“We think it is a great initiative,” Kay Svensson, International Coordinator at Uppsala University, told The Local.
In 2011, tuition fees were introduced for students from countries outside of the EES and Switzerland who wanted to study at Swedish universities.
At the time, education ministry officials explained they wanted Swedish universities to compete globally based on the quality of the education rather than free tuition.
The higher education fees, which went into effect for the 2011 autumn term, ranged from 100,000 kronor ($16,000) per annum to around 230,000 kronor, depending on the programme and school.
At the same time, a scholarship scheme was put into effect to make it possible for students from less affluent countries to be able to study in Sweden.
However, in order to boost the numbers of applications from non-European students, the government has included a proposal in the 2013 budget to increase the number of scholarships aimed at students from developing countries as defined the Development Assistance Committee of the OECD.
The funds available to finance the scholarships will be increased by 50 million kronor ($7.6 million) by 2013, bringing to 100 million kronor the amount of money set aside each year in the budget.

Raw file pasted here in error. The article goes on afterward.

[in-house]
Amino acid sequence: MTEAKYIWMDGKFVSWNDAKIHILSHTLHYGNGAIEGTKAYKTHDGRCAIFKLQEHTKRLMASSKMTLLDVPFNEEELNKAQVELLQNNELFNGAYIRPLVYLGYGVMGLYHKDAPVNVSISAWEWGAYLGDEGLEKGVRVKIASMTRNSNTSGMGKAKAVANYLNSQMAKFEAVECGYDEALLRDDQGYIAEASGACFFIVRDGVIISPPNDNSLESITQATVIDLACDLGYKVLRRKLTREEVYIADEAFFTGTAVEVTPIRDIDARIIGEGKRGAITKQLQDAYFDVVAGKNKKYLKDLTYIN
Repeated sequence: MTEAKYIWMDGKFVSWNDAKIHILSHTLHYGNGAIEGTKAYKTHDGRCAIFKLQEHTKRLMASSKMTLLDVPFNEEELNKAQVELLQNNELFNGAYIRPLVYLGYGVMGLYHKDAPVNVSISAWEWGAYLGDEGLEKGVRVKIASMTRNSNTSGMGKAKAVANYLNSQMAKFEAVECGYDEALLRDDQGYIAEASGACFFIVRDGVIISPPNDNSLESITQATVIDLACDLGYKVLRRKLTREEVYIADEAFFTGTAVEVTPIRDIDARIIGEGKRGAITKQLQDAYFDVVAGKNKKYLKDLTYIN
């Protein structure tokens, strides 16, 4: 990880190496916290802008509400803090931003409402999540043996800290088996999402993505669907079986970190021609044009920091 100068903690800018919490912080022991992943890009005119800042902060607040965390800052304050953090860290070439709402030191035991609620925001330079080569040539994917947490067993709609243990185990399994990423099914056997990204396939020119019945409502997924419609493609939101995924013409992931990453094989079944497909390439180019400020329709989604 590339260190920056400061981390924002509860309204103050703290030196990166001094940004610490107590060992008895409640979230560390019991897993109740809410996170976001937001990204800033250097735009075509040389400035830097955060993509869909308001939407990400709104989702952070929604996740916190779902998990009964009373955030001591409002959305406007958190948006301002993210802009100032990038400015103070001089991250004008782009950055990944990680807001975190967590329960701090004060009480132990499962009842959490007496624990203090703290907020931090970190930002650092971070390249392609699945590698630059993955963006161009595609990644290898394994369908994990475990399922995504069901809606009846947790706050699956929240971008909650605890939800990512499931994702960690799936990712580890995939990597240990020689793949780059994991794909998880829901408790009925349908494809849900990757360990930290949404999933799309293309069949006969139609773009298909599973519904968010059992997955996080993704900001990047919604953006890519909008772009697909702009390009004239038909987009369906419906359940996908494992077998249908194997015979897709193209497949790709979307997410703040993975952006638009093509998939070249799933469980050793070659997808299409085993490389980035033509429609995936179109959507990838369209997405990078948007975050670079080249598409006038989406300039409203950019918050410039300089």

The scholarships will be awarded by the Swedish Institute and will be financed through the government’s aid subsidies.
An additional 60 million kronor will be made available for scholarships to be awarded for academic excellence to students from anywhere in the world.
These will be allocated to universities by the International Programme Office for Education and Training (Internationella programkontoret).
The government hopes the measure would result in more students from lower- and middle-income countries being able to benefit from a Swedish university education.
According to Svensson, the new funds will most likely mean an increase of students from developing countries coming to Uppsala University, which has experience a decrease in such students since fees were introduced.
“But it must be said that from some of the countries we have received more students since the scholarship scheme and the tuition fees were introduced,” Svensson said.
“Even with no tuition fees it was never free to study and live in Sweden.”
According to Svensson it is important for the university to attract a diverse group of scholars and students.
“For us to maintain the high level of research that we strive for, we need to have a diverse university environment. It works both ways, they get a quality education and we benefit from their different experiences and research outlook,” Svensson told The Local.